Flora española ó Historia de las plantas que se crian en España
José Quer Martínez
His service was awarded with the appointment as the first surgeon of the army attendant. So, he moved to Madrid in the company of his colonel, brother of Atrisco duke. Since that moment, this duke allowed Quer to cultivate, in a garden of his property, all kinds of curious plants gathered during his journeys. This place increased by hiring new areas until the formation of a genuine botanic garden itself. These very plants were transferred and served to feed the Real Botanic Garden, founded by the Sovereign Ordinance of 17th October 1755 and where botanic teaching began two years after, under the direction of Quer himself.
Editor: Madrid, Joachín Ibarra
Year of edition: 1762-1764
In addition to evident teaching labour, giving to contemporary readers a very valuable knowledge about a long amount of vegetable species, the author expected to accomplish a double purpose with this work: on one hand, reclaim the position of Spain among botanic science against the outside criticism, given the opinions heard in other states. To do this, it was necessary to correct the important base error that implied not possessing a major treatise about plants on the own territory. On the other side, Quer insisted on a central role for botany, especially its practical aspect, without which agriculture can progress properly. Something necessary because of the multiple uses of vegetables.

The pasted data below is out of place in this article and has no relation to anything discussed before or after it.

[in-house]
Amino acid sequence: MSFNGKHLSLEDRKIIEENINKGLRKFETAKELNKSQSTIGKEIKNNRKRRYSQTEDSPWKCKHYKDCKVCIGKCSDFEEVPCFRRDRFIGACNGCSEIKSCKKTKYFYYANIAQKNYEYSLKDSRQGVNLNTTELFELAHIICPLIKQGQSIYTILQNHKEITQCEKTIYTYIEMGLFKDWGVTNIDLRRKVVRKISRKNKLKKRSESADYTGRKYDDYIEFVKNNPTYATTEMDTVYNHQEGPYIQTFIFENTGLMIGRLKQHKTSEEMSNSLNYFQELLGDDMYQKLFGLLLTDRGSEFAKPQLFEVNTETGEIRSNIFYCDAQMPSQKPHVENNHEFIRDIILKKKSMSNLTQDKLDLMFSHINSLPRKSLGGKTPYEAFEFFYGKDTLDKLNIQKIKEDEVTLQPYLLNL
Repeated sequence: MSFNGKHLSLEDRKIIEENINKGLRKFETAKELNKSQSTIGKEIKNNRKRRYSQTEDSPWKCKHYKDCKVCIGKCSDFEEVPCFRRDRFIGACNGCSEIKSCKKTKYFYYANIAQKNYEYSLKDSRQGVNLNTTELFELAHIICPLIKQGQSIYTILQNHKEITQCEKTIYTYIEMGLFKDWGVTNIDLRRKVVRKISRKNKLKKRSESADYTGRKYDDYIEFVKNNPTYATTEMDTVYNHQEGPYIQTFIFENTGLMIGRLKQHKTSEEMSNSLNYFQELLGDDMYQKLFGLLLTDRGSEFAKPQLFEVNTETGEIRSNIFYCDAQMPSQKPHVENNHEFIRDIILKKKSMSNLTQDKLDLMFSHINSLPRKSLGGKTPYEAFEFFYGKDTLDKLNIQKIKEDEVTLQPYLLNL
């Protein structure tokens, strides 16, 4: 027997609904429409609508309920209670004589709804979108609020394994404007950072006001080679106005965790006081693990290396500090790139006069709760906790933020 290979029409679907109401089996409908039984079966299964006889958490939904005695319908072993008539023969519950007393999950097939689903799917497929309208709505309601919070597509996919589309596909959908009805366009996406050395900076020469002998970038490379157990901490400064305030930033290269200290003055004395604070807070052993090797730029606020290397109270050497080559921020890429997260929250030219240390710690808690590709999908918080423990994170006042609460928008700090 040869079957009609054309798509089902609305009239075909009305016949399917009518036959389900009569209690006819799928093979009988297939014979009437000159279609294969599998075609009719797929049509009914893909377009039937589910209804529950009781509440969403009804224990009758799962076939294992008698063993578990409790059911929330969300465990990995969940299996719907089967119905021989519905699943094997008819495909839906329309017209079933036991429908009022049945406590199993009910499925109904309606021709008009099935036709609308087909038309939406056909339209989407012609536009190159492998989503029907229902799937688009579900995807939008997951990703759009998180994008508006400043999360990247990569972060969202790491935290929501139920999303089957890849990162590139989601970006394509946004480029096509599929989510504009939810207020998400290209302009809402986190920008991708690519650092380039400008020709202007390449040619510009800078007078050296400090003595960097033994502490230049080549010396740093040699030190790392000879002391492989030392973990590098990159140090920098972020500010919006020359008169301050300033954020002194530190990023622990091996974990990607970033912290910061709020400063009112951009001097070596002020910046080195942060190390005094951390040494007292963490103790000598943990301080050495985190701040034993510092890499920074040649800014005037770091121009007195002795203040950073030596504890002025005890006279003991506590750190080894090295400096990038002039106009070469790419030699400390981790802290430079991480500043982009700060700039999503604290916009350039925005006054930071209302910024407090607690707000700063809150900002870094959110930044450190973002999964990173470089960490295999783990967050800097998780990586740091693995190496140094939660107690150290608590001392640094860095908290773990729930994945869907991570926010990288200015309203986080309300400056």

Flora Española meant a compendium of Spanish plants collected by the author during his journeys as a military surgeon. This exercise reveals the exchanges between Old and New Worlds, too: the work describes new plants that were unusual in Spanish context several years ago, prove of their assimilation in Iberian traditions. Quer labour, beyond this proper work, analysing in global terms his efforts in the field of botany, can be understood from our point of view like a great impulse to the development of this discipline into the Iberian Peninsula. In 1784, Casimiro Gómez de Ortega wrote two more volumes as a sequence of this work based on notes left by Quer.